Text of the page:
Mining rescue budget could have saved 2,857 lives
Peter Singer estimates that the cost of saving a life in the developing world is between $250 and $3,500.
The estimated cost of the Chilean mining rescue was $10–20m. Or $303–606k per life saved.
Assuming the high-end cost in the developing world and the conservative cost of the mining rescue, the mining rescue budget could have saved 2,857 lives in the developing world—86 times as many as were saved yesterday in Chile. Using different assumptions, the number of lives saved could be as high as 80,000.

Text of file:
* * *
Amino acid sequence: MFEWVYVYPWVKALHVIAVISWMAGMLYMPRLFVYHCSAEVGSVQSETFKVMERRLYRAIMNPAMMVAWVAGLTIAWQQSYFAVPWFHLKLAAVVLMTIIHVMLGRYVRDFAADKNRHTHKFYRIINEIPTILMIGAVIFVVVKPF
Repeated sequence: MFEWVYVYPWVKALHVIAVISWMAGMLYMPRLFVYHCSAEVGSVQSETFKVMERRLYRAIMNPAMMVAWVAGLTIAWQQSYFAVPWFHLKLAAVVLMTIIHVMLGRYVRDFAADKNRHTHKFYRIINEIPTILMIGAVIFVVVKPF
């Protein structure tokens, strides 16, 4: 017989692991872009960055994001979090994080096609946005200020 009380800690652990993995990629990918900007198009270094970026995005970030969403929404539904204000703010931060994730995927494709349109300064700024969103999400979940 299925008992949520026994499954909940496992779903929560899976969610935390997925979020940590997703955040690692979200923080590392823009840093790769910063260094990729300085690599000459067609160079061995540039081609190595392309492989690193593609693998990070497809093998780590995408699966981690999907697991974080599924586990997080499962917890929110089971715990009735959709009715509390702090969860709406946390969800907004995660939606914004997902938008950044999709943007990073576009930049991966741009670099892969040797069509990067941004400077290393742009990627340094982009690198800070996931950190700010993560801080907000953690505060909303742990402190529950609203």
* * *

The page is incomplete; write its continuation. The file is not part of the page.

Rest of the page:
In some respects, deciding to abandon the 33 miners would have seem to be a crass decision. But likewise, diverting the money that would have been used on the rescue operation to Africa to save 2,857 lives sounds on paper like the right thing to do.
It’s an interesting theoretical debate. Imagine if the Chilean president had abandoned the miners and announced that he was instead going to save 2,857 people in the developing world. Imagine.